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HSMAI's New Book Goes from Revenue Management to Revenue Strategy

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November 07, 2019
Revenue Strategy and Metamediaries
Kathleen Cullen, CRME

HSMAI RECENTLY PUBLISHED the third edition of Evolving Dynamics: From Revenue Management to Revenue Strategy – the study guide for the Certified Revenue Management Executive (CRME) certification. While the foundational concepts of hotel revenue optimization largely remain the same since the last edition was published in 2015, new dynamics have come into play and are disrupting the traditional landscape.


In addition to providing detailed education on the fundamentals, this edition gives significant attention to the evolution of – and the new entrants and disruptors impacting –the critical discipline of hotel revenue optimization. Additionally, this edition shifts the focus from traditional room revenue management to a more holistic approach of total asset optimization.

Traditionally, hoteliers have primarily focused on rooms – the costs of distribution, understanding the differing costs by channel and how they play a role in optimizing room revenues. With more and more attention paid to optimizing the total asset, applying revenue optimization techniques outside of guestrooms to other revenue centers is largely what many revenue professionals are working toward, if they aren’t already there. Their focus is shifting toward managing increasing acquisition costs and their impact on profits.

At the same time, hotel revenue management has historically been a highly tactical discipline. The industry’s need has evolved from a tactical focus to a much broader and more strategic approach concentrating on future strategies across all revenue-generating areas.

The revenue professional, and revenue discipline, are universally recognized as key pieces to the puzzle of driving total asset success. Today, all revenue centers can be optimized. Owners and operators expect the highest profitability across all revenue centers.

As revenue optimization techniques are more broadly applied, it becomes appropriate to think in terms of strategic revenue optimization versus traditional revenue management.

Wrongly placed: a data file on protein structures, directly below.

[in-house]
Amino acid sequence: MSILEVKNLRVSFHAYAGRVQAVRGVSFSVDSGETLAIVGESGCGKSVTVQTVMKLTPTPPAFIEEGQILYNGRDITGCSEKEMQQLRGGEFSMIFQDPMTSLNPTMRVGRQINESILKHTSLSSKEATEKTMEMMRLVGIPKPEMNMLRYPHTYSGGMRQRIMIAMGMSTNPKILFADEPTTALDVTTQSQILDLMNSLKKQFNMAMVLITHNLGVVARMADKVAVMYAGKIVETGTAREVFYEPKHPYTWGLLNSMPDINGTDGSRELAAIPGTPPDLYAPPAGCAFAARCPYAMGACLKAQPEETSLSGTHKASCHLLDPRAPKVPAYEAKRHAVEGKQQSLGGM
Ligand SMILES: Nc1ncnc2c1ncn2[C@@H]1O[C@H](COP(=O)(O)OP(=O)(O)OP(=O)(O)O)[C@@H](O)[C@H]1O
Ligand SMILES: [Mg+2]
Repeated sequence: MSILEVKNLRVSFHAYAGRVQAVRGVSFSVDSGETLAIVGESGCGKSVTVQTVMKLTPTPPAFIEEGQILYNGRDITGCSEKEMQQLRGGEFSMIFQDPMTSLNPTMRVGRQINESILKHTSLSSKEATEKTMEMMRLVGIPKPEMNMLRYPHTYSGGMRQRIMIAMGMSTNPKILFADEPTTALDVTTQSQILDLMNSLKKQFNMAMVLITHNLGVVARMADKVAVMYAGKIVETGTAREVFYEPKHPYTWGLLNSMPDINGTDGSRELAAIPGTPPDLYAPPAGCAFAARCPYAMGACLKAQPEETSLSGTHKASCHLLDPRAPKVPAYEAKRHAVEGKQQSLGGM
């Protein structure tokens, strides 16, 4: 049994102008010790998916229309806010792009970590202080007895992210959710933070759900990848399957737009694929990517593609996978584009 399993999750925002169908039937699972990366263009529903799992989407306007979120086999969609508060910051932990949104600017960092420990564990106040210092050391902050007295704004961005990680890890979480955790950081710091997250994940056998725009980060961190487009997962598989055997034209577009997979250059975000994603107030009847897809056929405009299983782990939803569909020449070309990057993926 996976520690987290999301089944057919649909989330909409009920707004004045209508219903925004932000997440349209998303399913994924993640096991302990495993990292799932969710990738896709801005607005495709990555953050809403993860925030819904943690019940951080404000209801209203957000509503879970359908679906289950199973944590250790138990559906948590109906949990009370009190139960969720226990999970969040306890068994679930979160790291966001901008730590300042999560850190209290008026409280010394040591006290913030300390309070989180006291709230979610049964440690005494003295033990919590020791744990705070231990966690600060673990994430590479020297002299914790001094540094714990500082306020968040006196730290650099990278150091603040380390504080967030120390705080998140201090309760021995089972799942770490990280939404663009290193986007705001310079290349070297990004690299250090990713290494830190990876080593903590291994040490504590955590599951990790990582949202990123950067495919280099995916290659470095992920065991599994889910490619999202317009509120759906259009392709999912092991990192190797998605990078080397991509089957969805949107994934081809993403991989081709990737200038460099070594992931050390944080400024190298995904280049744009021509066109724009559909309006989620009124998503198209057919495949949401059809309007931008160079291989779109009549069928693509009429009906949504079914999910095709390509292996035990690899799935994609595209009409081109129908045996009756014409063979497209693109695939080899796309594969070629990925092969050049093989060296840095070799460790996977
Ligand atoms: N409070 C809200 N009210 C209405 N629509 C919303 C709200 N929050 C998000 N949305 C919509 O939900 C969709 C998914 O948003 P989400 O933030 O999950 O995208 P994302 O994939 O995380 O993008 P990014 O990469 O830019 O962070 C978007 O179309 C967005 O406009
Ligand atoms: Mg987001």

These shifts have implications for hotel and hotel company leaders. As demands on revenue grow, leaders need to adjust and evolve according to need. Those supporting and/or working in conjunction with the revenue optimization discipline must also adjust and evolve with this new way of doing business.

The book’s intent is to help revenue professionals, as well as operators and owners, understand the strategic approach to revenue optimization in today’s complicated and ever-changing landscape. We’ll answer important questions, including:
• What are the criteria for defining and implementing a successful revenue strategy?
• What changes must be embraced to succeed in today’s world?

Today’s business environment is far more complicated than in times past. Ensuring a strategic approach to optimizing revenues is a vital piece of the success. Supported by appropriate talent, leadership, business intelligence and technology tools, your revenue strategy can help your hotel achieve its optimal business mix. Evolving Dynamics helps by breaking things into three areas: fundamentals, cross-disciplinary partnerships and the role of strategic revenue optimization and emerging elements that impact revenue strategy.

1. THE FUNDAMENTALS A hotel has a finite number of guestrooms and a finite number of seats in its restaurant. These are perishable items. When a sleeping room isn’t priced right, when the seating configuration in a restaurant isn’t optimal or flexible or when perishable inventory of any type is mismanaged, the property will lose revenue.

Revenue optimization focuses on balancing and managing demand by setting appropriate pricing for each usage pattern by customer segment. Those patterns differ depending on the revenue center.

For guestrooms, it’s the stay pattern. For restaurants, it’s the length of time in the seat or at the table. For golf, it can be the amount of time between tee times. Each revenue center must understand its own inventory options, demand patterns and customer segments in order to set pricing and optimize profitability.

At the same time, many dynamic variables are involved in hospitality revenue optimization. Without an understanding of them, it’s virtually impossible to deploy strategies. In addition to usage patterns, other variables that affect the optimization of revenue and profit decisions include: